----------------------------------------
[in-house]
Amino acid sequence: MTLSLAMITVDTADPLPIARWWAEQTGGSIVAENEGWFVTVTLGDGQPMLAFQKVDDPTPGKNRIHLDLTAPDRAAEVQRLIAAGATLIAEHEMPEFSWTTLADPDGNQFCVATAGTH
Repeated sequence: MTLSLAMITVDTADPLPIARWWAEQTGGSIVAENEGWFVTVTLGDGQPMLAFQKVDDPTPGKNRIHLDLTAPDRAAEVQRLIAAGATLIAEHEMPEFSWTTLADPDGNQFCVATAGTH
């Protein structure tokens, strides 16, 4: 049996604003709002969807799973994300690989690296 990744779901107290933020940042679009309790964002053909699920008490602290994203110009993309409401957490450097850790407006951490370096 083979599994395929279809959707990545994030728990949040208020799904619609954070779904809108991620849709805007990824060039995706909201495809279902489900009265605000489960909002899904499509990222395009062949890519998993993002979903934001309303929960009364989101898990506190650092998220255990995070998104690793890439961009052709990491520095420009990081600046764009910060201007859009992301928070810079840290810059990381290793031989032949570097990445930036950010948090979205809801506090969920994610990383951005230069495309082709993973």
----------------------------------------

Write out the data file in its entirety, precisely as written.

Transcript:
[in-house]
Amino acid sequence: MTLSLAMITVDTADPLPIARWWAEQTGGSIVAENEGWFVTVTLGDGQPMLAFQKVDDPTPGKNRIHLDLTAPDRAAEVQRLIAAGATLIAEHEMPEFSWTTLADPDGNQFCVATAGTH
Repeated sequence: MTLSLAMITVDTADPLPIARWWAEQTGGSIVAENEGWFVTVTLGDGQPMLAFQKVDDPTPGKNRIHLDLTAPDRAAEVQRLIAAGATLIAEHEMPEFSWTTLADPDGNQFCVATAGTH
């Protein structure tokens, strides 16, 4: 049996604003709002969807799973994300690989690296 990744779901107290933020940042679009309790964002053909699920008490602290994203110009993309409401957490450097850790407006951490370096 083979599994395929279809959707990545994030728990949040208020799904619609954070779904809108991620849709805007990824060039995706909201495809279902489900009265605000489960909002899904499509990222395009062949890519998993993002979903934001309303929960009364989101898990506190650092998220255990995070998104690793890439961009052709990491520095420009990081600046764009910060201007859009992301928070810079840290810059990381290793031989032949570097990445930036950010948090979205809801506090969920994610990383951005230069495309082709993973």